Volume 72, Issue 1 (April 2014)                   Tehran Univ Med J 2014, 72(1): 27-32 | Back to browse issues page

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Sadighi S, Khoshzban A, Tavakoli A H, Khatib Semnani R, Sobhani Z, Dadashpur Majidabad N. Isolation, amplification and identification of mesenchymal stem cells de-rived from human adipose tissue. Tehran Univ Med J. 2014; 72 (1) :27-32
URL: http://tumj.tums.ac.ir/article-1-5919-en.html
1- Department of Internal Medicine, Cancer Research Center, Tehran University of Medical Sciences, Tehran, Iran.
2- Department of Dental Materials, School of Dentistry, Tehran University, Tehran, Iran.
3- Tissue Bank and Research Center, Tehran University of Medical Sciences, Tehran, Iran.
4- Department of General Surgery, Islamic Azad University of Medical Sciences, Tehran, Iran.
5- Physician, Tissue Bank and Research Center, Tehran, Iran.
6- M.Sc., Cellular and Molecular Biology, Science and Research Branch, Islamic Azad University, Tehran, Iran. , n_dadashpour@yahoo.com
Abstract:   (7539 Views)
Background: Currently, autologous and allogeneic adipose tissues represent a ubiqui-tous source of material for fat reconstructive therapies. However, these approaches are limited, and often accompanied by a 40-60% reduction in graft volume following transplantation, limited proliferative capacity of mature adipocytes for ex vivo expansion, and extensive adipocyte damage encountered when harvested with conventional liposuction techniques. Recently, cell-based approaches utilizing adipogenic progenitor cells for fat tissue engineering have been developed and were reported to promote both short-term in vivo adipogenesis and to repair defect sites. The aim of this study was to isolate stem cells from fat tissue than examine the growth of stem cells by invitro tests. Methods: For human adipose stem cell isolation (hASC), subcutaneous adipose tissue sites were obtained from female subjects undergoing elective procedures. Tissues were washed 3-4 times in phosphate buffered saline (PBS) and suspended in an equal volume of PBS supplemented with 1% FCS and 0.1% collagenase type I. The tissue was placed in an agitated water bath at 37 1C. The supernatant containing mature adipocytes, was aspirated. Portions of the SVF were suspended in DMEM medium. hASCs were selected based on their ability to adhere to tissue culture plastic and subsequently expanded to 75-90% confluence. Adipose stem cells were isolated and cultured on DMEM. To assess mesenchymal origin of stem cells we used flow-cytomery technique as well as differentiation to osteocyte and chondrocyte lines. Results: The nature of the mesenchymal cells was confirmed by flow -cytometry tech-niques, based on the expression of CD90, CD105, CD166, and lack of expression of hematopoietic markers of CD34, CD31, and CD45. The successful differentiation of our stem cells to osteocyte, chondrocyte had been showed by specific Alizarin-Red and Toluidine-blue staining of cells. Conclusion: Although we have not the results of in vivo tests to support in vivo adipo-genesis either alone or in combination with natural or synthetic matrix, the results showed that stem cells isolation from adipose tissue was successful, and we provided an environment for differentiation of stem cells.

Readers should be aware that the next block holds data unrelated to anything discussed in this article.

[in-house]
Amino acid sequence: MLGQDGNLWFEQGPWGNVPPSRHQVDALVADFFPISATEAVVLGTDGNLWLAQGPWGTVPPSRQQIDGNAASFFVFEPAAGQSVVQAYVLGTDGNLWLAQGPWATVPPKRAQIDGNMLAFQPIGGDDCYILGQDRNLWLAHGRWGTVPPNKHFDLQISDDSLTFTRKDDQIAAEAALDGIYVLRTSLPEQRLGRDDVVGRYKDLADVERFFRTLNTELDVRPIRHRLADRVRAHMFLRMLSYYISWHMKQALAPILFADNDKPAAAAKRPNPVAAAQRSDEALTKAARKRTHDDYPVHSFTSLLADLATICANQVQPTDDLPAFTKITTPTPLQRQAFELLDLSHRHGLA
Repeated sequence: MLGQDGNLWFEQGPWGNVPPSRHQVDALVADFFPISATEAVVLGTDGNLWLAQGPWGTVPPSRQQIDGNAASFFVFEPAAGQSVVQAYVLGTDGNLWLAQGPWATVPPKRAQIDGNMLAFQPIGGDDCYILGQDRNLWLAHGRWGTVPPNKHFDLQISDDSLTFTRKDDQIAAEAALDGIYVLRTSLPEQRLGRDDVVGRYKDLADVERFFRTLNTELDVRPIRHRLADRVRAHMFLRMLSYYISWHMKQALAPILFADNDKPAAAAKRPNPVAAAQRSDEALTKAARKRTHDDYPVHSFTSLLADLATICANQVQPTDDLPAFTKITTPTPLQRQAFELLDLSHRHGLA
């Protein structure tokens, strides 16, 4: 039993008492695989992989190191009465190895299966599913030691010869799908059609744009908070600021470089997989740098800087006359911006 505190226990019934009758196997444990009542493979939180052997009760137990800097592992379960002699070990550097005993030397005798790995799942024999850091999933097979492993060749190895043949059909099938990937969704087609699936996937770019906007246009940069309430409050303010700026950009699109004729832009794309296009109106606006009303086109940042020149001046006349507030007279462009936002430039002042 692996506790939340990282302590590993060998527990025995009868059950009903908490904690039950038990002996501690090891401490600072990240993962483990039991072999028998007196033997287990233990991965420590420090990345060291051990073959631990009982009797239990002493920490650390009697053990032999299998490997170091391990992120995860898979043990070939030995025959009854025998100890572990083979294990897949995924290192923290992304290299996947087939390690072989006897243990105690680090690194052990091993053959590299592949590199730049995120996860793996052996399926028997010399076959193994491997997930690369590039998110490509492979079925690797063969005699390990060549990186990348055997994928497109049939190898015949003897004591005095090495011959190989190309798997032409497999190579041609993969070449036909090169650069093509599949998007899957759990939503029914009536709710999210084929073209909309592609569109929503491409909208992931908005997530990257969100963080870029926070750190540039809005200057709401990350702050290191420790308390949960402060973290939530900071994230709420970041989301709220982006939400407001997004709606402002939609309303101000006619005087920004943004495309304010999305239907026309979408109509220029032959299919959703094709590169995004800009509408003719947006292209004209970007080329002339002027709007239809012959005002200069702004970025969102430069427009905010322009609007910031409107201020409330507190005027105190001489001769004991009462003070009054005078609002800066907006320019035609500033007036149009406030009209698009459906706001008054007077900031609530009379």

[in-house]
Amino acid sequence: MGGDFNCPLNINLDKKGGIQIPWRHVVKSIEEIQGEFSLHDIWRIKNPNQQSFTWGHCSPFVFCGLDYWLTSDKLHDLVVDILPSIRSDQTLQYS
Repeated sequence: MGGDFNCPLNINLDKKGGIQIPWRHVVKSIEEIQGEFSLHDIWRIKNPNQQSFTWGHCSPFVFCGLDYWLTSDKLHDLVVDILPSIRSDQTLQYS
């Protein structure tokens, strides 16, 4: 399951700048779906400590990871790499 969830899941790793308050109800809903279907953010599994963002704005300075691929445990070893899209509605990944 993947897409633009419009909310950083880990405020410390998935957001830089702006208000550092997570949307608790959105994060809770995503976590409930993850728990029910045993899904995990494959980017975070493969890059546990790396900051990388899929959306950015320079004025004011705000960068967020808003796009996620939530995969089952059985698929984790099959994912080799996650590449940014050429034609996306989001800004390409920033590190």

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Type of Study: Original Article |

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